Global Social Media Insights and Research


Men’s Fashion Trend: Cult of Androgyny?

Posted on 29 June 2015

The recently concluded London Collection: Mens Spring/Summer ’16 (LC:M SS16) confirmed a look already evident on the January Fashion Week catwalk—a blurring of gender sharpened by effects, fabrics and techniques, typically attributed to women’s attire.

Overall, LC:M SS16 social conversation was dominated by Burberry, capturing 42% of the dialogue, according to the NetBase Crosstab brand analysis in the chart below. Burberry is often considered in a class of its own, perhaps in part owing to the innovation driving the longevity of the heritage brand. It also draws deserving accolades for artfully crafted modern attire, while remaining faithful to its legacy of exquisite craftsmanship. Adding to the panache, Burberry stages elaborate shows in its own constructed venues, all of which attribute to its commercial success and elevated social media status.

Appropriately labeled “Straight-Laced,” Burberry’s nod to gender-bending designs at LC:M SS16 literally included lace, embedded into tailored suits and trimmed on signature scarves, as well as knitted joggers. Evoking an era of British dandyism, svelte narrow classic men’s trenches also elicited a feminine influence, enhanced by women, who for the first time also walked the men’s catwalk presenting the Burberry pre-SS 16 collection.

The tectonic shift occurring in men’s fashion aesthetic, inviting a softer, textural, yet decidedly more relaxed identity, has a distinct feminine touch. In what could be called a continuation of the sixties sexual revolution, today’s questioning and redefining of sexual identity has emerged as an ambisexual expression in men’s fashion aesthetic.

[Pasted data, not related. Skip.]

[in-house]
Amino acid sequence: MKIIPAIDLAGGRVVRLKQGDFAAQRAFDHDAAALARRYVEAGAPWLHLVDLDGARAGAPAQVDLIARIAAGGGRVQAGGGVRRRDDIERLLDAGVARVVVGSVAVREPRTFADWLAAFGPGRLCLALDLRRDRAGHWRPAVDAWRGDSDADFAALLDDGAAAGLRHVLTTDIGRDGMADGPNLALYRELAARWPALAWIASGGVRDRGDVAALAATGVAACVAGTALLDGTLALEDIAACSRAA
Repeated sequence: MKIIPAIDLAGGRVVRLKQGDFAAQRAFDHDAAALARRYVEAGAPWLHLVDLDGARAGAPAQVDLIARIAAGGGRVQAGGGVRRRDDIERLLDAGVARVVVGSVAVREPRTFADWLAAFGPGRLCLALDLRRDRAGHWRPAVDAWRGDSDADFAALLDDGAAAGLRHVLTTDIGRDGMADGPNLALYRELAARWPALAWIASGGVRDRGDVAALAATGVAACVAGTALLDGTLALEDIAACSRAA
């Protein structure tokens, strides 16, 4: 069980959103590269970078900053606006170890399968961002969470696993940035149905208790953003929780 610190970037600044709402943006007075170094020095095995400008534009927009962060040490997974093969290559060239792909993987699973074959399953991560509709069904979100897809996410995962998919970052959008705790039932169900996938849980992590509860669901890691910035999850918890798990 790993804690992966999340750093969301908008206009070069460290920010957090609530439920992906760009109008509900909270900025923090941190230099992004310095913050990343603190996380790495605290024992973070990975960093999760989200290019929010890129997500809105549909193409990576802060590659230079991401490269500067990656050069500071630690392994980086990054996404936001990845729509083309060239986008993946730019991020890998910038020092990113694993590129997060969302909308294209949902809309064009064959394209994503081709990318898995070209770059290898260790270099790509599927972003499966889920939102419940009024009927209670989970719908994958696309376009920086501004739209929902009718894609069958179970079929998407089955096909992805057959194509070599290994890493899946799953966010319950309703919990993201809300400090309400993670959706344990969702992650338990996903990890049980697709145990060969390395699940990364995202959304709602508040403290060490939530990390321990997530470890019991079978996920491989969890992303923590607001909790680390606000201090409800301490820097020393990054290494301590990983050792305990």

The trend was first noticed during Fashion Week in January on both the women’s and men’s catwalks. Momentum accelerated in social media with the announcement that venerable London retailer Selfridges would merge its men’s and women’s departments at its flagship Oxford St. store into Agender, a single gender-neutral display of fashion. Interestingly, Selfridges reports that women have been their primary Agender customer.

Recognized by the British Fashion Council for his taste-making influence in hewing the ambisexual aesthetic in men’s fashion, perhaps predictably, J.W. Anderson topped an analysis of ten men’s labels at LC:M SS16, according to a NetBase analysis. Given the variable nomenclature used to describe today’s gender-neutral fashion direction, The NetBase Crosstab query includes such descriptors as ambisexual, androgynous, bisexual, genderless, gender-neutral and unisex.

Significantly, Gucci was a close second in the gender-bending category at LC:M SS16. Parading a gender mash up, considered by some a bold move for the esteemed fashion house, Gucci’s designs featured a palette of distinctly feminine effects and techniques.

Alexander McQueen, Burberry and Prada also notably conveyed what some pundits have called an attempt to capture, or perhaps re-translate, the poetry of “multisyllabic masculinity.” How this new aesthetic will impact mainstream fashion and bridge commercial success has yet to be revealed.

As to the cult of androgyny, that art imitates life in an era of gender identity turmoil is indisputable.


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